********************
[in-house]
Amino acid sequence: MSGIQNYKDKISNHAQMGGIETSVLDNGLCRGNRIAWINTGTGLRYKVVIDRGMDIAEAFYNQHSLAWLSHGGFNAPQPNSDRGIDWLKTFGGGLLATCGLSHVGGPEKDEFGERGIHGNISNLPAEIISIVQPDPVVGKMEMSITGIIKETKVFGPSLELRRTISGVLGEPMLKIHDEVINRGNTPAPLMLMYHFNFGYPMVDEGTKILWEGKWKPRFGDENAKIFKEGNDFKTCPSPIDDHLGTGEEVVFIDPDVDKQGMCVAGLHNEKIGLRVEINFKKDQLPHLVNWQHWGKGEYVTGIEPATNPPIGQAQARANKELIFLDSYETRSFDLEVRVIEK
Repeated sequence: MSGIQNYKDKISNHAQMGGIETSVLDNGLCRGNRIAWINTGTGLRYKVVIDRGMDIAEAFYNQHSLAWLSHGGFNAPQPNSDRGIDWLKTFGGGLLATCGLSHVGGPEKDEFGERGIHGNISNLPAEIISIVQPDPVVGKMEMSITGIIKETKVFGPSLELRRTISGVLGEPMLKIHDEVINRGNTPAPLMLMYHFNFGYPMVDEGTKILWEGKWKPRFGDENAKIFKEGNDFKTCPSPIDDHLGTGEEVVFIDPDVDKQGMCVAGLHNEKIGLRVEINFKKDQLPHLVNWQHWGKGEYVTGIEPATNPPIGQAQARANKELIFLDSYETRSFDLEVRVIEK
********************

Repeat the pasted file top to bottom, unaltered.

[in-house]
Amino acid sequence: MSGIQNYKDKISNHAQMGGIETSVLDNGLCRGNRIAWINTGTGLRYKVVIDRGMDIAEAFYNQHSLAWLSHGGFNAPQPNSDRGIDWLKTFGGGLLATCGLSHVGGPEKDEFGERGIHGNISNLPAEIISIVQPDPVVGKMEMSITGIIKETKVFGPSLELRRTISGVLGEPMLKIHDEVINRGNTPAPLMLMYHFNFGYPMVDEGTKILWEGKWKPRFGDENAKIFKEGNDFKTCPSPIDDHLGTGEEVVFIDPDVDKQGMCVAGLHNEKIGLRVEINFKKDQLPHLVNWQHWGKGEYVTGIEPATNPPIGQAQARANKELIFLDSYETRSFDLEVRVIEK
Repeated sequence: MSGIQNYKDKISNHAQMGGIETSVLDNGLCRGNRIAWINTGTGLRYKVVIDRGMDIAEAFYNQHSLAWLSHGGFNAPQPNSDRGIDWLKTFGGGLLATCGLSHVGGPEKDEFGERGIHGNISNLPAEIISIVQPDPVVGKMEMSITGIIKETKVFGPSLELRRTISGVLGEPMLKIHDEVINRGNTPAPLMLMYHFNFGYPMVDEGTKILWEGKWKPRFGDENAKIFKEGNDFKTCPSPIDDHLGTGEEVVFIDPDVDKQGMCVAGLHNEKIGLRVEINFKKDQLPHLVNWQHWGKGEYVTGIEPATNPPIGQAQARANKELIFLDSYETRSFDLEVRVIEK